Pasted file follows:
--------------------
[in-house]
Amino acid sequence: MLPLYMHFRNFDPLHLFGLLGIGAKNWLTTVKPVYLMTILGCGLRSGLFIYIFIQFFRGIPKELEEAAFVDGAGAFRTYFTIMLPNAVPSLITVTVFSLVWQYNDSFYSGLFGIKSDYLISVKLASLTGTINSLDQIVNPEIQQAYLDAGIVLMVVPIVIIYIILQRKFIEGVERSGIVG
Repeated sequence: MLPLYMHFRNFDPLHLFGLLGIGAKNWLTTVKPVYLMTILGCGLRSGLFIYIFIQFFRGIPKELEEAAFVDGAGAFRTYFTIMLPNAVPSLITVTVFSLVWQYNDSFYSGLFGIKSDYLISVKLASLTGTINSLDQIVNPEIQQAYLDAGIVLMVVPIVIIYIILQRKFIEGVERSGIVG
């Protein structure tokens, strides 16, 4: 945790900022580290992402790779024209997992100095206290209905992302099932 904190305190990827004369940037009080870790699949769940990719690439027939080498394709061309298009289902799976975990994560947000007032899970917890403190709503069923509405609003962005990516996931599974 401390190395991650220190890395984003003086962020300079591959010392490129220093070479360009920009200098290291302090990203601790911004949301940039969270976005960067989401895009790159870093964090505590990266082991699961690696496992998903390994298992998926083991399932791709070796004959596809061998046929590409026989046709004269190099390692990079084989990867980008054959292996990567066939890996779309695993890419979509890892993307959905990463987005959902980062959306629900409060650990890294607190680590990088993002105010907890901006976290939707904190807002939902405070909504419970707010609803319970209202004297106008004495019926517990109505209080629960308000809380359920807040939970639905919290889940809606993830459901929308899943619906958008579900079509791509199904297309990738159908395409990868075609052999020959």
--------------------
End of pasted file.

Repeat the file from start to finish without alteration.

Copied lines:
[in-house]
Amino acid sequence: MLPLYMHFRNFDPLHLFGLLGIGAKNWLTTVKPVYLMTILGCGLRSGLFIYIFIQFFRGIPKELEEAAFVDGAGAFRTYFTIMLPNAVPSLITVTVFSLVWQYNDSFYSGLFGIKSDYLISVKLASLTGTINSLDQIVNPEIQQAYLDAGIVLMVVPIVIIYIILQRKFIEGVERSGIVG
Repeated sequence: MLPLYMHFRNFDPLHLFGLLGIGAKNWLTTVKPVYLMTILGCGLRSGLFIYIFIQFFRGIPKELEEAAFVDGAGAFRTYFTIMLPNAVPSLITVTVFSLVWQYNDSFYSGLFGIKSDYLISVKLASLTGTINSLDQIVNPEIQQAYLDAGIVLMVVPIVIIYIILQRKFIEGVERSGIVG
């Protein structure tokens, strides 16, 4: 945790900022580290992402790779024209997992100095206290209905992302099932 904190305190990827004369940037009080870790699949769940990719690439027939080498394709061309298009289902799976975990994560947000007032899970917890403190709503069923509405609003962005990516996931599974 401390190395991650220190890395984003003086962020300079591959010392490129220093070479360009920009200098290291302090990203601790911004949301940039969270976005960067989401895009790159870093964090505590990266082991699961690696496992998903390994298992998926083991399932791709070796004959596809061998046929590409026989046709004269190099390692990079084989990867980008054959292996990567066939890996779309695993890419979509890892993307959905990463987005959902980062959306629900409060650990890294607190680590990088993002105010907890901006976290939707904190807002939902405070909504419970707010609803319970209202004297106008004495019926517990109505209080629960308000809380359920807040939970639905919290889940809606993830459901929308899943619906958008579900079509791509199904297309990738159908395409990868075609052999020959």